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Why is the electrolyte in a cell necessary?

  1. Oct 30, 2014 #1
    If electrons always flows from an area of high density to low density, why is it necessary for the ions in a cell to flow across the electrolyte as well. It seems that charge should be able to flow from the anode to the cathode without the need of these ions flowing as well. Why are these two processes mutually dependent on one another to create a steady voltage?
  2. jcsd
  3. Nov 4, 2014 #2
    Thanks for the post! Sorry you aren't generating responses at the moment. Do you have any further information, come to any new conclusions or is it possible to reword the post?
  4. Nov 4, 2014 #3


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    I just now saw this thread, Radaballer.
    If I understand your question correctly, it's because electrons can't "jump". ie: they need a conductive medium in which to "propagate" like billiard balls from one electrode to the other. Space in between would act as an insulator. (In the case of the somewhat misnamed "cathode ray" tube like in a TV, they are violently accelerated by an external voltage source rather than just seeking an electrical balance as in a battery.)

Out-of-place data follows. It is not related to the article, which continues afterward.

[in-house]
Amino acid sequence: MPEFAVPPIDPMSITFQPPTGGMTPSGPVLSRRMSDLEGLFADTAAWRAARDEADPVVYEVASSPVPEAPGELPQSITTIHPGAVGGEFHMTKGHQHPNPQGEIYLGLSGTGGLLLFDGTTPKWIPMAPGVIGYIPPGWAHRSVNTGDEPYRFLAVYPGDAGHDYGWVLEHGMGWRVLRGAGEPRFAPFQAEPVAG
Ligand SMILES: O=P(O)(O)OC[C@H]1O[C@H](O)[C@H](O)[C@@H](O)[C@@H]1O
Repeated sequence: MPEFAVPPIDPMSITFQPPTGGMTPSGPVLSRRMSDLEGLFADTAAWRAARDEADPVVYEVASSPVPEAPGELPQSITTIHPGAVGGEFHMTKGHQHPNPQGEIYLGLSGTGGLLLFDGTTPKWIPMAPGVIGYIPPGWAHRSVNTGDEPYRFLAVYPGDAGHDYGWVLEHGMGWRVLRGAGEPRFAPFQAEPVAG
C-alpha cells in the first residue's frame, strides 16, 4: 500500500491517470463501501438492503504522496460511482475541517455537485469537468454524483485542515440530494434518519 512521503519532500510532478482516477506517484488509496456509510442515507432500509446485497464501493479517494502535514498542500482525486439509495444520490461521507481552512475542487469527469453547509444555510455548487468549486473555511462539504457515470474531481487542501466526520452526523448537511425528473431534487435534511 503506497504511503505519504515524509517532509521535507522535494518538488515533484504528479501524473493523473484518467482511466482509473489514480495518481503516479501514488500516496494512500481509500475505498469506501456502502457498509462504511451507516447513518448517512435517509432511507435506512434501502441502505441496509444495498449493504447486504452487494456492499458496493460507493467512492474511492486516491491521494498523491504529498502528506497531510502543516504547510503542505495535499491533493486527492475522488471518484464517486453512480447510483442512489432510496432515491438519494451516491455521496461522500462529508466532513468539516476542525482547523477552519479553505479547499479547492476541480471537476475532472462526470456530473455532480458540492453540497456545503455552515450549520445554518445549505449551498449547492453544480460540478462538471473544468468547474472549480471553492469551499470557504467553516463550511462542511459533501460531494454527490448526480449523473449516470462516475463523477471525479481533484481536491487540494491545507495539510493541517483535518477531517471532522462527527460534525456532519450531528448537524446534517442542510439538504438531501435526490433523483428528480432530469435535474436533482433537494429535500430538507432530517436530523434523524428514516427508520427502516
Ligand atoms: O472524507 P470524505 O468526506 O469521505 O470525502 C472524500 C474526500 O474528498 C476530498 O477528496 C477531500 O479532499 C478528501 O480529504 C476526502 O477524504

That's not a great explanation, I know, but for now it's the best that I can do with my limited scientific vocabulary.
  5. Nov 4, 2014 #4


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    Charges don't exist in isolation: in order to have a negative charge you have to start with a neutral charge and separate it into positive and negative. The positive ions exist to be re-combined with the electrons -- the attraction between them is what generates the voltage.
  6. Nov 11, 2014 #5


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    Apologies if this is a bit basic, but I will put it another way.

    Electrons don't flow in isolation. A charged capacitor is a good example of two different electron densities very close to each other but unable to flow. Thus the capacitor stores the electrons as a potential charge.

    A spark plug is also worth thinking about here. Until the difference in potential between the contacts is sufficient no electrons will flow. (When it is sufficient, 10s of thousands of volts, a spark is created).

    In both cases the resistance is too large for the electrons to flow at battery voltages.

    Both the spark plug and the capacitor would allow the flow of electrons if we were to wire up a resistor between the contacts. The electrolyte does exactly that - creates a resistance that is sufficiently low enough for electrons to flow.
    Last edited: Nov 11, 2014
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